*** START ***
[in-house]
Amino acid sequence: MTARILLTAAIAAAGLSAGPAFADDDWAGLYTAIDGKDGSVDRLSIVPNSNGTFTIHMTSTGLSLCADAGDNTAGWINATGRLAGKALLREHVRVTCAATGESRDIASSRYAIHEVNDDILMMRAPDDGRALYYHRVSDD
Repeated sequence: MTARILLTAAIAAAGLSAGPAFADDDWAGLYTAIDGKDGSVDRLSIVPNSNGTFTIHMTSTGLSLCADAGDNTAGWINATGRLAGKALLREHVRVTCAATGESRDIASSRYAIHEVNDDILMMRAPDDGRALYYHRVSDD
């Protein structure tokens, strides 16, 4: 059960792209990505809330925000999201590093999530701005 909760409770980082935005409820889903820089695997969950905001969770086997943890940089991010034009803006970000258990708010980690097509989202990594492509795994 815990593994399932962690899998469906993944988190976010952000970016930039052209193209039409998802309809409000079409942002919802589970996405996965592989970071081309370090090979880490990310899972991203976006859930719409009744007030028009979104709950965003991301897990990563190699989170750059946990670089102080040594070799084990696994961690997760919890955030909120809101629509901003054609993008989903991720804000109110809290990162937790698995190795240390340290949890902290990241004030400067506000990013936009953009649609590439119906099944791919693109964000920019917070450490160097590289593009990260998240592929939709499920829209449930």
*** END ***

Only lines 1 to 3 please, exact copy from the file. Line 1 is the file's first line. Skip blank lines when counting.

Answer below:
[in-house]
Amino acid sequence: MTARILLTAAIAAAGLSAGPAFADDDWAGLYTAIDGKDGSVDRLSIVPNSNGTFTIHMTSTGLSLCADAGDNTAGWINATGRLAGKALLREHVRVTCAATGESRDIASSRYAIHEVNDDILMMRAPDDGRALYYHRVSDD
Repeated sequence: MTARILLTAAIAAAGLSAGPAFADDDWAGLYTAIDGKDGSVDRLSIVPNSNGTFTIHMTSTGLSLCADAGDNTAGWINATGRLAGKALLREHVRVTCAATGESRDIASSRYAIHEVNDDILMMRAPDDGRALYYHRVSDD